* (see footnotes:[2])

" seemed to me that the French language was not much accentuated and had no determined quantity like the Italian tongue. I was also struck by another discrepancy between the singers of the two nations; if I found in the one voices more soft and flexible, the others seemed to me to put more force and energy in their action; thence I concluded that Italian singing would not suit the French…in subsequently looking over the scores of some of your old operas…in [which] shakes, cadences and other defects of these airs are overloaded…I am now fully convinced that the music of the Italian masters is music par excellence, is in fact, music…I agree with you that, of all my compositions, Orphée is the only one that is tolerable. I humbly ask pardon from heaven for having deafened my auditors by my other operas; the number of times they have been performed and the applause the public has thought fit to bestow on them do not prevent my seeing that they are pitiable.”[2]

-Gluck, Oct 12 1777 to poet and critic Jean François de la Harpe
It is fair to note that as much as Gluck seemed to despise the "overloading" of "shakes, cadences and other defects" found in previous French operas, the German-born émigré also wrote extensively about the excessive showmanship displayed by what he called "the foolish vanity of the singers and the mistaken compliance of the composers" then commonplace in the Italian Opera Seria and Opera Bufa genres. Historically, much emphasis has been placed on Gluck's distaste for the dazzling acrobatics of the Italian opera and the composers subsequent placehold as a French Reformist. As we have already seen, however, by reviewing the personal correspondence of Gluck in the extract displayed above, it would be more precise to state that the Bohemian raised composer disliked facets of the Opera of both nations.

This sentiment is further reflected by the response of the French public, who grew increasingly combative in their personal critiques of both Gluck and his integration of French-Italian immersion. On one side of the fence, there were the French traditionalists, who both enjoyed and preferred the standard display of poetic, musical and stage spectacle for their operas, and spoken drama for their tragedies, thank you very much. On the other, those progressive fanatics who welcomed the change brought forth by artists such as Gluck.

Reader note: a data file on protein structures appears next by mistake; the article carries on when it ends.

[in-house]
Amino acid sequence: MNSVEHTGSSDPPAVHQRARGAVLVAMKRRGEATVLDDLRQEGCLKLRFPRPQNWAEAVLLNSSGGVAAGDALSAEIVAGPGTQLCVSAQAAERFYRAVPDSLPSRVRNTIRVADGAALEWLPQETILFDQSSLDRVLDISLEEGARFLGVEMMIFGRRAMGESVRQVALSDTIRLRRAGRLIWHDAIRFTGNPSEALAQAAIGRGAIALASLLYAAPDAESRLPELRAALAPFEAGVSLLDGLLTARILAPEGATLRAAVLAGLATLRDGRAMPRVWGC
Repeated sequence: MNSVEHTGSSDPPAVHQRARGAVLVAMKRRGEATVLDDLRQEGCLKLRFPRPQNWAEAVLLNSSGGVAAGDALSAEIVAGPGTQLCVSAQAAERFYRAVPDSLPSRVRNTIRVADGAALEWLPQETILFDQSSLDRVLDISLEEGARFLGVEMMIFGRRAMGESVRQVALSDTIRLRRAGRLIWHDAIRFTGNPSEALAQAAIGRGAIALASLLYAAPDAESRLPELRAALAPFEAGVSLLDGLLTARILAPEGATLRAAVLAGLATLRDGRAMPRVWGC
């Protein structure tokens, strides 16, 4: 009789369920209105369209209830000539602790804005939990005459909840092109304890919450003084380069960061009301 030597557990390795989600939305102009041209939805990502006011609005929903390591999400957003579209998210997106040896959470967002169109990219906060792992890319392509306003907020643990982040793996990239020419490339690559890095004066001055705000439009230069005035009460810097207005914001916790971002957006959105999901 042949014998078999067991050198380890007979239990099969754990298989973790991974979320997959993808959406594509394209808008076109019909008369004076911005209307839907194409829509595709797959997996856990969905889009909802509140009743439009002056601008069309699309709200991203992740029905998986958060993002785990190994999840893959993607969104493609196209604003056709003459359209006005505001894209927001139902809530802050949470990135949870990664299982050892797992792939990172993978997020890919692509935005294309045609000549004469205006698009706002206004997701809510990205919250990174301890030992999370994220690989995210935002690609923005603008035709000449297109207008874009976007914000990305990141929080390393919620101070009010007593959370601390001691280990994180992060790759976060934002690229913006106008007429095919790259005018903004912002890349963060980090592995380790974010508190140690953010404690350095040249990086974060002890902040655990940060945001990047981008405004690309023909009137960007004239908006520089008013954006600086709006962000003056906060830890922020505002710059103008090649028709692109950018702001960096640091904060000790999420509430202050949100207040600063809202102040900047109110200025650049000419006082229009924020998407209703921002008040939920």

This minor rumble that had only begun to heat up following the otherwise successful premiere of Orphée in 1774 would soon boil over as even professional critics began to offer their much impassioned two cents on the matter.

Things would really take a turn for the worse when Gluck, whilst listing the aspects of the Italian opera which he despised, finished his critique with a promise that would prove rather daunting for the Traditionalists when he stated in his preface to the French version of his 1776 opera Alceste that his goal was to do away with the "abuses which had crept into the Italian opera," promising to bring into France the more traditional Italian form of days past, which he called "..the grandest and most important theater of our day." Gluck would also remain adamant the Opera not conform to the French desire to end the performance with an extended ballet. This rather bold praise for the traditions of Italy was likely viewed as a thinly-veiled threat of total reform to the traditional music of Italy in France, and seemed to detract even the progressives in favor of change.

J’ai Perdu Mon Eurydice, Orphée et Eurydice; Gluck

Keep posted to unravelingmusicalmyths for ROUND II: FRANCE TOPPLES ITALY!

Preview (video):

Stunning, mesmerizing France:

Tristes Apprêts, Pâles Flambeaux, Castor et Pollux; Jean-Philippe Rameau:


[1] or in some cases, adopted country.

[2] *Gluck's statement about Orphée's "tolerability" was actually in reference to the French re-tooling of the opera, previously written in a more Italian-fluent style (in terms of libretto and casting) in spite of the work itself being a "reformist" piece against the complicated plots and vocal acrobatics of the Italian Opera. In the same letter, Gluck readily relents to the French taste for "methodical" singing and adjusts Orphée accordingly. What makes this observation, and the entire letter itself ironic is the fact that Gluck's sentiments, from the perspective of posterity, appear arguably akin to feigned praise (in an attempt to earn the critic's - and therefore the French public's - affections) at best, and jestful at worst (referring to the monotony of the French style of singing as "[a] regular, and methodical motif de chant." The composer would later flee Paris in a disdained spirit (and in poor health) never to return following a very dodgy period of fickle adherence to the French form, and after the disastrous premiere of his 1779 opera Echo e Narcisse.




No comments:

Post a Comment